'US has no better friend than Israel'

Biden says he accepts PM's stance on Ramat Shlomo building plan.

biden tel aviv university 311 (photo credit: AP)
biden tel aviv university 311
(photo credit: AP)
US Vice President Joe Biden tried to put the furor over announcement of plans to build 1,600 units in Ramat Shlomo behind him, saying during a speech Thursday at Tel Aviv University that he condemned the move because as a friend he was compelled to "deliver the hardest truth," but adding that he appreciated the clarifications he received on the matter from Prime Minister Binyamin Netanyhau.
He opened the speech by stressing the importance of US-Israel friendship and Washington's commitment to the security of the Jewish state, saying that "US President Barack Obama and myself know that the US has no better friend in the community of nations than Israel."
Biden said that he realized that construction in east Jerusalem "is a very touchy subject in Israel," but because Israel's decision to advance the housing project, in his view, "undermined the trust required to conduct the negotiations, I – at the request of President Obama – condemned it immediately."
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After pausing for a moment to listen to the applause that accompanied these words, Biden explained how he, "such a strong supporter of Israel," could speak out so strongly.
"Quite frankly, folks, only a friend can deliver the hardest truth," he said.
"I appreciate, by the way, the response given by the Prime Minister, who today is putting in place a process to prevent the recurrence that sort of event, and who clarified that the beginning of actual construction of this particular project would likely take several years. That is significant, because it gives negotiations the time to resolve this as well as other issues."
Biden said that the announcement of the plan was interpreted in the West Bank as meaning that the 1,600 units would be constructed immediately.
"Look, folks, as we move on, I promise you this, the US will continue to hold both sides accountable for any statements or any actions that will inflame tension or prejudice the actions of these talks," the US vice president said.
Just prior to Biden's speech, the Prime Minister's Office, in what was apparently a move coordinated with the US, put out a statement saying that Netanyahu summoned "Interior Minister Eli Yishai and expressed his displeasure at the timing of the announcement of another stage in the planning process of a Jerusalem building project."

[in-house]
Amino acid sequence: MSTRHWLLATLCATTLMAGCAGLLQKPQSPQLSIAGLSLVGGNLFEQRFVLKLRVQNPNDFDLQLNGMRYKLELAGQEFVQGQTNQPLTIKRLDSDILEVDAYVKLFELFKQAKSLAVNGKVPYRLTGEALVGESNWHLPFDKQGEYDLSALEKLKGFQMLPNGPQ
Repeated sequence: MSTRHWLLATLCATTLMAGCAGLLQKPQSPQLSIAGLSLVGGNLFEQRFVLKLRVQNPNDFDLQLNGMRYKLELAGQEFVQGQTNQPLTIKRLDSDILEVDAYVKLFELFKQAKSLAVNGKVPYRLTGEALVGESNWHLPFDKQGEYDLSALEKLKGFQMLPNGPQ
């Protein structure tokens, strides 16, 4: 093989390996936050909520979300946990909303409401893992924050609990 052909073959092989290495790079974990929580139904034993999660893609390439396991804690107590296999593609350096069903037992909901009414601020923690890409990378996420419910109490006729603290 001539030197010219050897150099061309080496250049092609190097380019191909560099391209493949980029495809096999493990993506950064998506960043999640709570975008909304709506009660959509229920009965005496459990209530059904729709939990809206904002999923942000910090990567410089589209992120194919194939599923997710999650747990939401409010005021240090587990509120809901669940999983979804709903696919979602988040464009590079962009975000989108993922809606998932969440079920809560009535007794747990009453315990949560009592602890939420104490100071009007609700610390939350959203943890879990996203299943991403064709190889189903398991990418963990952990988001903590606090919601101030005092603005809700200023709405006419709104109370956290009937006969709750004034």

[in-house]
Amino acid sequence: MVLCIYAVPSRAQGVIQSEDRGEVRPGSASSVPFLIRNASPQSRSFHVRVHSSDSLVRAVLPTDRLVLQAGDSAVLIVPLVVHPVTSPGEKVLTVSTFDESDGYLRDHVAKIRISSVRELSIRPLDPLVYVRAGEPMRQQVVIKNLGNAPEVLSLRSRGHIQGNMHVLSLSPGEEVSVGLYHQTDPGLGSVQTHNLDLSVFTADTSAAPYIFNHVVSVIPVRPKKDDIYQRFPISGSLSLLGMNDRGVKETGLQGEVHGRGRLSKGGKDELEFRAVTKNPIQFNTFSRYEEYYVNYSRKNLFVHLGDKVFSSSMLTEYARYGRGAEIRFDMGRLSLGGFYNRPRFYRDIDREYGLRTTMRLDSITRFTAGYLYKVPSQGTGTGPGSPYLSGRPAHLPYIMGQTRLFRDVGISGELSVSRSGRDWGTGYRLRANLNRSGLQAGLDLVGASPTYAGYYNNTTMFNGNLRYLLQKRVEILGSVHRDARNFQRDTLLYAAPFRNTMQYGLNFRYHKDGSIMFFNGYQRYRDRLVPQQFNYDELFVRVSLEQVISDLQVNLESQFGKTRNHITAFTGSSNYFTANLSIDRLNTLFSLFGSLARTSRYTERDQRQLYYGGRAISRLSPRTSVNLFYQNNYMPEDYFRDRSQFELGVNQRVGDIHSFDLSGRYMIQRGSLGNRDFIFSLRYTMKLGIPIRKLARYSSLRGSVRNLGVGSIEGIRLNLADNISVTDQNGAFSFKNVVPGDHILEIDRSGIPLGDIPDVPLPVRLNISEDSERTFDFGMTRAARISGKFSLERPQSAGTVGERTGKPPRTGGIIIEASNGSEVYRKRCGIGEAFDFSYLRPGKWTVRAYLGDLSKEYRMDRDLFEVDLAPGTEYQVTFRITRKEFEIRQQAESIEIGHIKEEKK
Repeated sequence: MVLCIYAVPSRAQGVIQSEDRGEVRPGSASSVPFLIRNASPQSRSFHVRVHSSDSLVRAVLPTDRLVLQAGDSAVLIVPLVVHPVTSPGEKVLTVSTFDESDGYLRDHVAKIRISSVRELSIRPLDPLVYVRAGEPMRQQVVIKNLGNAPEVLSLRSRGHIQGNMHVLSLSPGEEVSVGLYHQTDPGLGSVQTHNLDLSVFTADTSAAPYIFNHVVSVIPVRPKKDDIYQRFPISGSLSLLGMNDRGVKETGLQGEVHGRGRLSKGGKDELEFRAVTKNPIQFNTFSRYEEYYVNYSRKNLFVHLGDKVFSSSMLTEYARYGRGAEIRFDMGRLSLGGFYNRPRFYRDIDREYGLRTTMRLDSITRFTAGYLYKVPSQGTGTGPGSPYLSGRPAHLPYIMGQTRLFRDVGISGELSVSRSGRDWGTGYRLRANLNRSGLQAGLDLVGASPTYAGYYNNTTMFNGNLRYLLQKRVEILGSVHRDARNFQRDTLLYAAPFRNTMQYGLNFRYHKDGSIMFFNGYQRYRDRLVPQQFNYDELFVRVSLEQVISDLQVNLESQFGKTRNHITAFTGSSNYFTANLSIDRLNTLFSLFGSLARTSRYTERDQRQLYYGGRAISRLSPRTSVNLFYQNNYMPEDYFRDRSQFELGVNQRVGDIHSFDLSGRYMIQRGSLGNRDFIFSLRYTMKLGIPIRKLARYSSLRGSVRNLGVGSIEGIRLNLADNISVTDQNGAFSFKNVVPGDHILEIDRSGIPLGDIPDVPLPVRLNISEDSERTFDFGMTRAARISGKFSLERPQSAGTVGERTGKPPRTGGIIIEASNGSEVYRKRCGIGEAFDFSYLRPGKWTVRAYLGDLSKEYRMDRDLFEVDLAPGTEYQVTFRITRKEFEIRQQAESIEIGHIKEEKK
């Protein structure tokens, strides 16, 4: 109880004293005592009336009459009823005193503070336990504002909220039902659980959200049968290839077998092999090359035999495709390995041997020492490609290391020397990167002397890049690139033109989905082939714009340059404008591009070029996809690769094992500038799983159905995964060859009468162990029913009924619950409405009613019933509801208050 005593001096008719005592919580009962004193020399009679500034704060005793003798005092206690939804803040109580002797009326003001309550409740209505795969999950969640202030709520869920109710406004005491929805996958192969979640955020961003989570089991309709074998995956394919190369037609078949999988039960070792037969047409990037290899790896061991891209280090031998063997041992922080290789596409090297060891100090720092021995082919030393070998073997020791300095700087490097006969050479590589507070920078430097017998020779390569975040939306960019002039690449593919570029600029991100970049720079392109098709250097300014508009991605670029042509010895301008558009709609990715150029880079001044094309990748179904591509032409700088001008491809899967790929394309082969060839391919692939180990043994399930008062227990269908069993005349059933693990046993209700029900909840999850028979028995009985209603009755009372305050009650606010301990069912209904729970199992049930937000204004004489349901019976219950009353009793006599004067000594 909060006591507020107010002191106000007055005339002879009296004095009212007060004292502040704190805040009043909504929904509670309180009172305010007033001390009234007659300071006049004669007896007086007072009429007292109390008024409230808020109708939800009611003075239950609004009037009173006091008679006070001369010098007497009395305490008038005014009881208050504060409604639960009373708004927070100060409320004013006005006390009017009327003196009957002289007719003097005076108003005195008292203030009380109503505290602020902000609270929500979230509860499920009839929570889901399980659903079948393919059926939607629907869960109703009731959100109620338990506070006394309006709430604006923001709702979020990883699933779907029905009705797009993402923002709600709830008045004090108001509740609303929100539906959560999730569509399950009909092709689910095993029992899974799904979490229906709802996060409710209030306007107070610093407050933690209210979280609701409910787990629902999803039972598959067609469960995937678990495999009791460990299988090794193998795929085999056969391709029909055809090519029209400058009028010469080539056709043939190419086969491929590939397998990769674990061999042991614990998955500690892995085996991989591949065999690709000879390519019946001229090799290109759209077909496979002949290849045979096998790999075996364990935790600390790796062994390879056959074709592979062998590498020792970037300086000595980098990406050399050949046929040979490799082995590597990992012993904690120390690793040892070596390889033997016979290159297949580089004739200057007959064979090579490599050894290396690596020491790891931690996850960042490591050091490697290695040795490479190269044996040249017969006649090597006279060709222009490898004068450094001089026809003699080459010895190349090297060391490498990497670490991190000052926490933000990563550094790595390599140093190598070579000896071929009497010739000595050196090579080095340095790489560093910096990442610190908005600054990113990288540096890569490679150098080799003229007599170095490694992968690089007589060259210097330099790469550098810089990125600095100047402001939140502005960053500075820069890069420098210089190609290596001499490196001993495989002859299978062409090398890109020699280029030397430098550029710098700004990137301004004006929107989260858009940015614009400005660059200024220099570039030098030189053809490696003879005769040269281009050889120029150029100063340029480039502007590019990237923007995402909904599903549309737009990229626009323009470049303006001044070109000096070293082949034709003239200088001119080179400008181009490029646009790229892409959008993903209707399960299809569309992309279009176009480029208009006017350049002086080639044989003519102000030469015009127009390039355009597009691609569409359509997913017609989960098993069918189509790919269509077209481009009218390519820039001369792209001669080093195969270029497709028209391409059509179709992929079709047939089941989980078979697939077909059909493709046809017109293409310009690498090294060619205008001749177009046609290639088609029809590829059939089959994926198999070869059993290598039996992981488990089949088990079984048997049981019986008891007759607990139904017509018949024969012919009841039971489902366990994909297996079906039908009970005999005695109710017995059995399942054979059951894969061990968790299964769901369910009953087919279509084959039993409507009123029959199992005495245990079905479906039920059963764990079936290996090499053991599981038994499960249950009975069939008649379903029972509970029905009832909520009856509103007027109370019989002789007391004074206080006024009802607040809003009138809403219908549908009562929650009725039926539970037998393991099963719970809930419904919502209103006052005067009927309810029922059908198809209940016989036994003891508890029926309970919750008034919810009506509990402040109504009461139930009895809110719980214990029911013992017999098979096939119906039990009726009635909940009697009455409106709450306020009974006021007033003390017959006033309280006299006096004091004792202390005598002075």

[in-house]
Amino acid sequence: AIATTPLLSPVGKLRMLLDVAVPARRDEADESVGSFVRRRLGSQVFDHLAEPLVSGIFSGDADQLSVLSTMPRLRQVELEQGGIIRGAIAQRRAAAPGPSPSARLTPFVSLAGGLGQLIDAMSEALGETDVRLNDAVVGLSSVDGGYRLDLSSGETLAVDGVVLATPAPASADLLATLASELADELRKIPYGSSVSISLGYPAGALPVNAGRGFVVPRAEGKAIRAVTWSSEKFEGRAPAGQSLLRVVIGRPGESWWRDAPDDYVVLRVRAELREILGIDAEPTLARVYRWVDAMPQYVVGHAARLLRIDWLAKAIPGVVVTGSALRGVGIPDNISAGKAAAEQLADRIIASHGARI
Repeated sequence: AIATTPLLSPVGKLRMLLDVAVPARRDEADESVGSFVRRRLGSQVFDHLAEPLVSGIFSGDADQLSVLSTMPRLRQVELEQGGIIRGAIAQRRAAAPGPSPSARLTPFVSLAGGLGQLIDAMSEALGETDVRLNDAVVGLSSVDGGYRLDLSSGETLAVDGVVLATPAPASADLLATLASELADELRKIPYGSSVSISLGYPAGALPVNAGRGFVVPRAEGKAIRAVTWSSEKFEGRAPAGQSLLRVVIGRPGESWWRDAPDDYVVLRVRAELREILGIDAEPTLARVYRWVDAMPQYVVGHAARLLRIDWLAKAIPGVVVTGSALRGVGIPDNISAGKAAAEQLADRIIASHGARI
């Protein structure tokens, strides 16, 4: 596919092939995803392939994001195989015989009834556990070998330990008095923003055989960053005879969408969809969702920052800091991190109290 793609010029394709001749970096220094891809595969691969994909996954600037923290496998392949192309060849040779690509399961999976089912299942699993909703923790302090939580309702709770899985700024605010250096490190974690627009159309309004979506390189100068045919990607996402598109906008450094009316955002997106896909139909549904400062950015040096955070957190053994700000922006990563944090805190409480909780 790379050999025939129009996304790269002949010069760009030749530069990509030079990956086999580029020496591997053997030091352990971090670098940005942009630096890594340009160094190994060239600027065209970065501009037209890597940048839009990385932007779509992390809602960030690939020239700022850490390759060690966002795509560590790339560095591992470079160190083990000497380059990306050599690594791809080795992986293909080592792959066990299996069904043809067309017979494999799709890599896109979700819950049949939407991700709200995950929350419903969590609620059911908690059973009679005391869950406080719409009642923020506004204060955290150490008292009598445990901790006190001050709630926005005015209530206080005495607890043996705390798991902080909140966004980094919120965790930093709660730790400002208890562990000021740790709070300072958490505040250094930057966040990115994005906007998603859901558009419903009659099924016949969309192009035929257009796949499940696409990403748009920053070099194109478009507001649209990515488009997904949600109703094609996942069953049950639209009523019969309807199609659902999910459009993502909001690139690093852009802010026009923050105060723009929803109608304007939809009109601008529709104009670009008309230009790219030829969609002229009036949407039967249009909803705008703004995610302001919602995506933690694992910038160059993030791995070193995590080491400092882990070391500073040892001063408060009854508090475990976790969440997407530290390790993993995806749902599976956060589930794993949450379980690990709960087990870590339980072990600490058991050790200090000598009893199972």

"In light of the ongoing disagreement between Israel and the US on building in Jerusalem," the statement read, Netanyahu "said there was no need to advance the planning process this week and instructed Interior Minister Yishai to adopt procedures to prevent such an incident from recurring."
According to the statement, Netanyahu spoke to Biden and "expressed his regret over the unfortunate timing. The Prime Minister informed the Vice President that this specific project had moved through various planning stages over several years. The final approval process will in all likelihood take more than a year and the beginning of actual construction would likely take several years."
Regarding the Israeli-Palestinian peace process, the US vice president called for a two-states solution, saying that peace with Palestinians is "profoundly" in Israel's interest, and stressing that Washington is committed to Israel's security.
"From my experience, the one precondition for progress is that the rest of the world knows this - there is no space between the US and Israel when it comes to security - none. That's the only time that progress has been made," he said.
Biden went on to say that the "status-quo is not sustainable," because Israel could not remain a Jewish state while the Arab population continues to grow and a Palestinian state has not been established.
Palestinian Authority President Mahmoud Abbas and PA Prime Minister Salam Fayyad are both real partners for peace, Biden said, urging Israel to seize the opportunity to achieve real peace with the Palestinians.
Biden also shared some memories from his first visit to Israel as a young senator in 1973, when he met with then-Prime Minister Golda Meir and with Yitzhak Rabin.
The US vice president said Meir told him that Israel's secret weapon in its against the Arab states was that "we have nowhere else to go."
Biden told the audience they must "make no mistake about America's resolve" in its fight against terrorism and against the Iranian nuclear program.
He said that the Islamic republic has grown more dangerous in the lastdecade, with Iran funding and supporting Hizbullah and Hamas, and"intimidating both its neighbors and its own people."
America was determined to prevent Iran from acquiring nuclear weapons, Biden said.
"May God protect you and may God protect Israel," the US vice president concluded.
AP contributed to this report